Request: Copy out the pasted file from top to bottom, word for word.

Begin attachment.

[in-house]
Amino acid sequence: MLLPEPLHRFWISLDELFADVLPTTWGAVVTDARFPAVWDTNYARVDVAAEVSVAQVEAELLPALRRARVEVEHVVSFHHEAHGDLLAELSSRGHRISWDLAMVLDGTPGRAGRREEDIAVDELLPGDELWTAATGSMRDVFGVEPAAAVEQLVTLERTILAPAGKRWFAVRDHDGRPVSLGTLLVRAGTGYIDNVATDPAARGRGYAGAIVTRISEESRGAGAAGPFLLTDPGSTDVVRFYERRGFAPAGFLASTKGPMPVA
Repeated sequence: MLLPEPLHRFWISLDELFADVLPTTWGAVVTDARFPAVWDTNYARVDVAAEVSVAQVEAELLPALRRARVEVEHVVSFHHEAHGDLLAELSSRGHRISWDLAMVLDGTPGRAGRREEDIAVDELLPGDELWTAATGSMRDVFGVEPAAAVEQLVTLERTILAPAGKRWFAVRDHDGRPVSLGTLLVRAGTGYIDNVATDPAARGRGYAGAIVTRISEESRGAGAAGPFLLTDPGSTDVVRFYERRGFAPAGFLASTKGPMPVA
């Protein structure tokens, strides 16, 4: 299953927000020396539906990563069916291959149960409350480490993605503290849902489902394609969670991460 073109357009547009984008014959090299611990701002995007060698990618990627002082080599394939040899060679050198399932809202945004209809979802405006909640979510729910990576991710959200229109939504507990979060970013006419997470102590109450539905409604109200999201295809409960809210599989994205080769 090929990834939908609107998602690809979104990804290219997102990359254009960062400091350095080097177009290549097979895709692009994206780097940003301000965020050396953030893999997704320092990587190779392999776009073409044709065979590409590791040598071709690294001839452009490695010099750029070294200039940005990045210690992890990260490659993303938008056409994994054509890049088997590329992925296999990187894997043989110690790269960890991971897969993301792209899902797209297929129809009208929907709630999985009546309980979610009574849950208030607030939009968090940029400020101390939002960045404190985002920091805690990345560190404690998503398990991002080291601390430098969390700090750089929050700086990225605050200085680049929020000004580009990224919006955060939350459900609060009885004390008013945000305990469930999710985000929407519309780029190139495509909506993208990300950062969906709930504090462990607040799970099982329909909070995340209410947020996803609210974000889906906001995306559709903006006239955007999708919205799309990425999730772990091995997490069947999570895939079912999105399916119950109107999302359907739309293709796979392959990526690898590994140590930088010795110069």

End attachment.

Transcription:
[in-house]
Amino acid sequence: MLLPEPLHRFWISLDELFADVLPTTWGAVVTDARFPAVWDTNYARVDVAAEVSVAQVEAELLPALRRARVEVEHVVSFHHEAHGDLLAELSSRGHRISWDLAMVLDGTPGRAGRREEDIAVDELLPGDELWTAATGSMRDVFGVEPAAAVEQLVTLERTILAPAGKRWFAVRDHDGRPVSLGTLLVRAGTGYIDNVATDPAARGRGYAGAIVTRISEESRGAGAAGPFLLTDPGSTDVVRFYERRGFAPAGFLASTKGPMPVA
Repeated sequence: MLLPEPLHRFWISLDELFADVLPTTWGAVVTDARFPAVWDTNYARVDVAAEVSVAQVEAELLPALRRARVEVEHVVSFHHEAHGDLLAELSSRGHRISWDLAMVLDGTPGRAGRREEDIAVDELLPGDELWTAATGSMRDVFGVEPAAAVEQLVTLERTILAPAGKRWFAVRDHDGRPVSLGTLLVRAGTGYIDNVATDPAARGRGYAGAIVTRISEESRGAGAAGPFLLTDPGSTDVVRFYERRGFAPAGFLASTKGPMPVA
């Protein structure tokens, strides 16, 4: 299953927000020396539906990563069916291959149960409350480490993605503290849902489902394609969670991460 073109357009547009984008014959090299611990701002995007060698990618990627002082080599394939040899060679050198399932809202945004209809979802405006909640979510729910990576991710959200229109939504507990979060970013006419997470102590109450539905409604109200999201295809409960809210599989994205080769 090929990834939908609107998602690809979104990804290219997102990359254009960062400091350095080097177009290549097979895709692009994206780097940003301000965020050396953030893999997704320092990587190779392999776009073409044709065979590409590791040598071709690294001839452009490695010099750029070294200039940005990045210690992890990260490659993303938008056409994994054509890049088997590329992925296999990187894997043989110690790269960890991971897969993301792209899902797209297929129809009208929907709630999985009546309980979610009574849950208030607030939009968090940029400020101390939002960045404190985002920091805690990345560190404690998503398990991002080291601390430098969390700090750089929050700086990225605050200085680049929020000004580009990224919006955060939350459900609060009885004390008013945000305990469930999710985000929407519309780029190139495509909506993208990300950062969906709930504090462990607040799970099982329909909070995340209410947020996803609210974000889906906001995306559709903006006239955007999708919205799309990425999730772990091995997490069947999570895939079912999105399916119950109107999302359907739309293709796979392959990526690898590994140590930088010795110069």